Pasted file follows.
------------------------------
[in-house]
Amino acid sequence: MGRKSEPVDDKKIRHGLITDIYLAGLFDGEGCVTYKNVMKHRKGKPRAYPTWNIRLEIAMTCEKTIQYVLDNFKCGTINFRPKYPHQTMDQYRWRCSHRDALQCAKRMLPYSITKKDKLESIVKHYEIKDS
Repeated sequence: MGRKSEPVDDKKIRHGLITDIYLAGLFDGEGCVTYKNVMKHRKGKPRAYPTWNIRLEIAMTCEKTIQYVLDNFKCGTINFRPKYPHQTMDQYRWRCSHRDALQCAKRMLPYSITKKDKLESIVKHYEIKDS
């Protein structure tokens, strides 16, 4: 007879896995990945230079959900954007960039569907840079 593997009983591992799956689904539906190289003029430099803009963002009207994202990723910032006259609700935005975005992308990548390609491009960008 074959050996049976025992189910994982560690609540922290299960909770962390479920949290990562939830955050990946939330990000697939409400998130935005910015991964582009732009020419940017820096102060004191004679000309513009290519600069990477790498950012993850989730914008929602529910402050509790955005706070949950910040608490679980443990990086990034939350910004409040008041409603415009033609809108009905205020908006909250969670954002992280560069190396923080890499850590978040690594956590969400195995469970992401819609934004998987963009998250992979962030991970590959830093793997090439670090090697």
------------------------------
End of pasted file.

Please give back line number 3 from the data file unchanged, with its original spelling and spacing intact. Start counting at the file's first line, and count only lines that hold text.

Repeated sequence: MGRKSEPVDDKKIRHGLITDIYLAGLFDGEGCVTYKNVMKHRKGKPRAYPTWNIRLEIAMTCEKTIQYVLDNFKCGTINFRPKYPHQTMDQYRWRCSHRDALQCAKRMLPYSITKKDKLESIVKHYEIKDS